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INEC: With 86 days to polls, our ability to keep replacing destroyed materials limited

INEC: With 86 days to polls, our ability to keep replacing destroyed materials limited
November 30
21:13 2022

The Independent National Electoral Commission (INEC) says there’s a limit to its ability to keep replacing destroyed election materials before the 2023 polls.

Mahmood Yakubu, INEC chairman, said this on Wednesday at an induction retreat for new resident electoral commissioners (INEC) in Lagos.

In recent weeks, INEC offices in Osun, Ogun, and Ebonyi were set ablaze, with thousands of permanent voter cards (PVCs), ballot boxes, and other election materials destroyed.

Yakubu said these attacks must stop and that the perpetrators must be apprehended.


“In the last four months, five local government area offices of the commission were attacked by yet unknown persons. Buildings have been destroyed and materials lost in Udenu and Igboeze north local areas of Enugu state, Abeokuta south local government of Ogun state, Ede south local government area of Osun state and, most recently, in Izzi local government area of Ebonyi state,” he said.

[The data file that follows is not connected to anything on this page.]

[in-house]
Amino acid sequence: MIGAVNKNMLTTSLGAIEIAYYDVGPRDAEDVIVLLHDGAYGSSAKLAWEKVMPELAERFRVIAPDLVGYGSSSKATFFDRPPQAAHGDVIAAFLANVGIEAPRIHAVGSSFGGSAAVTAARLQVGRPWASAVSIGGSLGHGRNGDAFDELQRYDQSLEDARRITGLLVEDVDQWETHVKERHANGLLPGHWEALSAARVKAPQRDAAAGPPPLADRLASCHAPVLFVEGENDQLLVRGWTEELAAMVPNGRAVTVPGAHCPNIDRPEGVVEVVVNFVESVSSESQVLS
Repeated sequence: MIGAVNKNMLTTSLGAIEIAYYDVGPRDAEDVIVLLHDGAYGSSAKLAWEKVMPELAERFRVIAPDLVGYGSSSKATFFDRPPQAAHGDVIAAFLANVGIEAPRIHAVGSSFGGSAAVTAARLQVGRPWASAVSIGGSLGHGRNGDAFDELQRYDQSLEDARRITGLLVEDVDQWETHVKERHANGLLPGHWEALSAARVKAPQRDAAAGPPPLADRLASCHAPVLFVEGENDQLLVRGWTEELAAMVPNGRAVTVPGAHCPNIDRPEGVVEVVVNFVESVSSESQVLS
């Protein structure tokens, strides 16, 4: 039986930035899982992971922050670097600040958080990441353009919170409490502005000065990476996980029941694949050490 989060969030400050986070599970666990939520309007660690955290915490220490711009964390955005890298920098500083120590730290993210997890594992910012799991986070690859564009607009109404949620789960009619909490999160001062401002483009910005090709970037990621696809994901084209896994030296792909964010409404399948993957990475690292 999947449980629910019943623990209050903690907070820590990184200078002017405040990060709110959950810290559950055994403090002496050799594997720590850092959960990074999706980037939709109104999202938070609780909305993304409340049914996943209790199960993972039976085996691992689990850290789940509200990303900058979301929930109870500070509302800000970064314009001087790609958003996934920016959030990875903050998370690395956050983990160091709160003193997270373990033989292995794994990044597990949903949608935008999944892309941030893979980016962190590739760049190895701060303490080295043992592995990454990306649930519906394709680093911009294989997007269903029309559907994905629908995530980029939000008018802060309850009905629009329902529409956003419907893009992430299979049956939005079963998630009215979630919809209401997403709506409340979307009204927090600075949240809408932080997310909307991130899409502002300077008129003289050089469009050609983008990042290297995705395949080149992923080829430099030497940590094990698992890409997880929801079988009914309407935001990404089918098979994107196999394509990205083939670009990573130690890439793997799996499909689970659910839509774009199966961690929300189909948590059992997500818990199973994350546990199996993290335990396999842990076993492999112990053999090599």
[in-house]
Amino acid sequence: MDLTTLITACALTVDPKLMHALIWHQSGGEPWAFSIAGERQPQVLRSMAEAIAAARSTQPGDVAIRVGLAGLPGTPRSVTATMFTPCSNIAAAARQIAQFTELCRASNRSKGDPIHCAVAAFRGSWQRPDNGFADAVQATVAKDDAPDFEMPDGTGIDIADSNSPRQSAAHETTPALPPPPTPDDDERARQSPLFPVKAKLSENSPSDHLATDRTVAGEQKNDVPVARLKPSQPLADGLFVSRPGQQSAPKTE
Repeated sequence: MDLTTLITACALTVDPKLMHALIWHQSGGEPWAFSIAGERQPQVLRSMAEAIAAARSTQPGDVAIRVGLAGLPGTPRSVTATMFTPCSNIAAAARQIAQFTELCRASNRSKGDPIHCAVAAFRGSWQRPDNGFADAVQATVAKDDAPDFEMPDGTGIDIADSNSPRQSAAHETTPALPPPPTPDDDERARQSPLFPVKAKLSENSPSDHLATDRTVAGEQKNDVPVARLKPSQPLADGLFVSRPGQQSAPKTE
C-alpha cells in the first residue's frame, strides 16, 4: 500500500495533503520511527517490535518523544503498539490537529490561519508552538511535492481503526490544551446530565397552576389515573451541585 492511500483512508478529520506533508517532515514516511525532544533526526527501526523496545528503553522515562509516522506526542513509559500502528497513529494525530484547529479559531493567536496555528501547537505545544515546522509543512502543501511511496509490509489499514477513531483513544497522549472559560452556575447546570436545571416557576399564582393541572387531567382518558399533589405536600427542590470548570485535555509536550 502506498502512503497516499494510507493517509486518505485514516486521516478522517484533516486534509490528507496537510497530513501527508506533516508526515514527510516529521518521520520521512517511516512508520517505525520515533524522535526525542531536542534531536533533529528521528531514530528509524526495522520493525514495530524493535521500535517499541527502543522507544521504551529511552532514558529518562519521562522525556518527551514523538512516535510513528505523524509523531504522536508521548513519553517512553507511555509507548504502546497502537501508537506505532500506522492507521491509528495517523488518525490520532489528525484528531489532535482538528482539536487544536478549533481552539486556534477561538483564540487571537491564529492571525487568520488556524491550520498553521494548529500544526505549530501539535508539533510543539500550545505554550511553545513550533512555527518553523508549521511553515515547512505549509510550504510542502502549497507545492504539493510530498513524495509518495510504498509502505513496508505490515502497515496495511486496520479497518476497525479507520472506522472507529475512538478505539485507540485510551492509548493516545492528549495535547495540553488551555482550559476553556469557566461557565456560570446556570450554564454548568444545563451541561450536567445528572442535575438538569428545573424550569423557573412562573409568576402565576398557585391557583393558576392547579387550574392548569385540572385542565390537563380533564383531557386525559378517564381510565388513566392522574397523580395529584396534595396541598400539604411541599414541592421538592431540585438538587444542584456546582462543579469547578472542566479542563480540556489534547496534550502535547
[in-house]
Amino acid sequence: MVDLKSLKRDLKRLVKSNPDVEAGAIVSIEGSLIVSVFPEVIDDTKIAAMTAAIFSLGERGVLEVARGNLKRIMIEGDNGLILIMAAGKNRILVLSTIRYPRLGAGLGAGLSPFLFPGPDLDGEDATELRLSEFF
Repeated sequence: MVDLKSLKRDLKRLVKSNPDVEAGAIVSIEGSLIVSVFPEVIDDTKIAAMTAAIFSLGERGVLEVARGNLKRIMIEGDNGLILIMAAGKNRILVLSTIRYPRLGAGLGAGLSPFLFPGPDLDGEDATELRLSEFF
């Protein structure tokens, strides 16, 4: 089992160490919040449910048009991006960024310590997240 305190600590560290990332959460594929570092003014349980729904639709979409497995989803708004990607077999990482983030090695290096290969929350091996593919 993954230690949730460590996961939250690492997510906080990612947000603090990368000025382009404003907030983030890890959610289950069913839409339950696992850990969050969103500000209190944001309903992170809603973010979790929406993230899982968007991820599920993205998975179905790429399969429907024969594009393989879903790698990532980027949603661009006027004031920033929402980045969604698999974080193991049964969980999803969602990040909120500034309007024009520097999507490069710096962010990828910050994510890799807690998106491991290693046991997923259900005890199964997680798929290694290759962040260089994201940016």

“In these mindless attacks, a total of 1,993 ballot boxes, 399 voting cubicles, 22 electric power generators, and thousand of uncollected PVCs were, among other materials, destroyed.

“I want to reassure Nigerians that we will recover from these attacks. The lost materials will be replaced, but there is a limit to our ability to keep replacing wantonly destroyed materials with just 86 days to the general election.


“The security agencies, traditional and community leaders, and all well-meaning Nigerians should continue to support the commission to stop the attacks, but the ultimate solution is arrest and prosecution so that vandals and arsonists do not feel that bad behaviour is an acceptable conduct in our country.”

The INEC chairman also addressed a statement shared online that people can vote in the elections without the voter’s card.

He said this statement is false, adding that a citizen must be a registered voter issued with a PVC to be able to vote.

“The commission has consistently maintained the policy of “no PVC, no voting”. Nothing has changed. It is a legal requirement and doing otherwise will be a violation of the law,” he said.


“I appeal to Nigerians to ignore any suggestion to the contrary. For the avoidance of doubt, section 47(1) of the Electoral Act 2022 provides that a person intending to vote in an election shall present himself with his voter’s card to a presiding officer for accreditation at the polling unit in the constituency in which his name is registered.

“Therefore, the position of the law is clear. The PVC remains a mandatory requirement for voting during elections.”

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